Important Dates to Note in Pregnancy

By Dr. Okechukwu Amako, MBBS (Ibadan)
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Many important changes occur at specific periods in pregnancy in both the woman and her unborn baby. This is the reason antenatal care exists to evaluate the woman periodically to ensure that her pregnancy is progressing normally through these periods.

Once a woman misses her period, one of the possible things that should be assumed is pregnancy, though there are other causes of a missed period in a woman. In considering pregnancy, the woman is required to do a pregnancy test. If the test comes out positive, it means she is likely pregnant and the next thing is to estimate how long she has been pregnant.

Some women don't keep track of the length of their menstrual cycle and how long they menstruate during their period, and this can lead to a wrong estimation of the age of the pregnancy by the doctor. Hence, it is important every woman keeps track of her cycle length (you can do this with the cycle planner in the Kangpe Android app) and how long each menstrual period lasts to ensure an accurate estimation of how long she has been pregnant once a pregnancy test is positive.

The first day of the last menstrual period marks the beginning of another menstrual cycle and is used to estimate pregnancy age (gestational age). This method may not be very accurate in estimating the age of the pregnancy, prompting some obstetricians to combine it with an ultrasound scan to get a more accurate estimate. As the pregnancy advances, from 8 weeks onwards, the age can be estimated using a tape rule measurement of the woman's tummy which is usually part of the physical examination pregnant women undergo during an antenatal clinic visit.

Once a woman learns she is pregnant from a positive test, the next thing she wants to know is when she will be due. This is called the expected date of delivery and the obstetrician uses the first day of the woman's last menstrual period to make this calculation. The expected date of delivery, though a specific date, is interpreted as a range of dates by the obstetrician. If the expected date of delivery is the 20th of November this year, for example, the obstetrician will tell the woman that she will likely give birth either within one week before or one week after this date, meaning she has to get herself ready for delivery one or two weeks before this 20th but may have the baby within days after this date.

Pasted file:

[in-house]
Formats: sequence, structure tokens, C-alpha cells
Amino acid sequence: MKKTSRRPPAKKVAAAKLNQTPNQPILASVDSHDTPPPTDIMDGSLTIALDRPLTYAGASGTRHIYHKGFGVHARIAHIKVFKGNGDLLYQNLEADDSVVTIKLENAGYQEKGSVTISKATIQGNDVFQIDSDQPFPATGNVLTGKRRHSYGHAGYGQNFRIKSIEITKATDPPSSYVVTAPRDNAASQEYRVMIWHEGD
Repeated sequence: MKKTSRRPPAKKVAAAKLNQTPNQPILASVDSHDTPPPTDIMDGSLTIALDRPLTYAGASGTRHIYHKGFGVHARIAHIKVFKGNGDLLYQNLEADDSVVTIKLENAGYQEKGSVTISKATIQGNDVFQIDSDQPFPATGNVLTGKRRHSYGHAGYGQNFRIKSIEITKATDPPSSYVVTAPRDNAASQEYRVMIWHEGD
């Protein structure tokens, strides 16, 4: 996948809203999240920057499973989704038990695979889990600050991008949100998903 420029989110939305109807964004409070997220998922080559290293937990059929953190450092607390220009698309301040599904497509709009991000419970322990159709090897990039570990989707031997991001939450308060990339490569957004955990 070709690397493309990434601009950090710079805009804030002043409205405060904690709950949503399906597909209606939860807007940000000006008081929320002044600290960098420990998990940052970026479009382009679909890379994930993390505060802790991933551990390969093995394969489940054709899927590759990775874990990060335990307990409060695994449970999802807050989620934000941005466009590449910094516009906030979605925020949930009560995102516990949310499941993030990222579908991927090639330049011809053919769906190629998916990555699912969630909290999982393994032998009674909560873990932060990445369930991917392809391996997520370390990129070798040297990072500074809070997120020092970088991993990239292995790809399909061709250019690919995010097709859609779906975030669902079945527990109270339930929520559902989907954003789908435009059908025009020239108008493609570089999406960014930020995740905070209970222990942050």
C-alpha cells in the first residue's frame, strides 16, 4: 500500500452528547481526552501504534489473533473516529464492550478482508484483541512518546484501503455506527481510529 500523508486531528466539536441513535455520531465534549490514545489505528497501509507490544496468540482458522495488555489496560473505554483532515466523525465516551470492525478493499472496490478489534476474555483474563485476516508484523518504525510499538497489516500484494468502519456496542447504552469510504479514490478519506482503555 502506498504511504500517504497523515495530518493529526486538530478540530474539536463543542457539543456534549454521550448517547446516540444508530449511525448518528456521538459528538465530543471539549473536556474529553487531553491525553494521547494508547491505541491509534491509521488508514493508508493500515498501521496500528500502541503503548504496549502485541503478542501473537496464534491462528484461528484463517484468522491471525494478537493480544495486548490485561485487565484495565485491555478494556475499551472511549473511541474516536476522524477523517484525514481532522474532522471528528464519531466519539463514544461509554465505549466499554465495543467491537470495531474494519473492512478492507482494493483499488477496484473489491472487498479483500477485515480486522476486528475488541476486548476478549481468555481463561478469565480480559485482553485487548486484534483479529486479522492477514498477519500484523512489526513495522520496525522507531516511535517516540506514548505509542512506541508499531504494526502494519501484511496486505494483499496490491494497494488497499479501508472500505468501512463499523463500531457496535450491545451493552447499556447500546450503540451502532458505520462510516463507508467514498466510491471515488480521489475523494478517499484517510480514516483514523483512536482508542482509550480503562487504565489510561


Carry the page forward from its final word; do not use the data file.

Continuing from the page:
Having an accurate estimate of the age of pregnancy helps the obstetrician to schedule when next to request an ultrasound scan for the woman after the first scan has been done in the first trimester to confirm the pregnancy and also to help in estimating its age. The second ultrasound scan is usually done in the second trimester around 18 to 22 weeks to assess the physical appearance of the unborn baby. A third ultrasound scan may be needed during the third trimester to check how well the baby is growing and to ascertain whether the volume of the amniotic fluid in the womb is optimal for the baby.

After the first antenatal clinic visit, which is usually around 12 weeks and should not be later than 16 weeks, the pregnant woman is expected to come to the antenatal clinic every 4 weeks until the 28th week. From 28 weeks onwards, she will receive antenatal care every 2 weeks until the 36th week after which she has to visit the clinic every week until she is delivered of her baby.

There are other important dates in pregnancy, like when to receive the subsequent doses of the tetanus immunisation, and every pregnant woman should write them down or input them into her phone's calendar with a reminder alarm a day earlier so she can receive the specific care scheduled for those dates, to ensure a healthy pregnancy.

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Published Thursday, May 25th 2017

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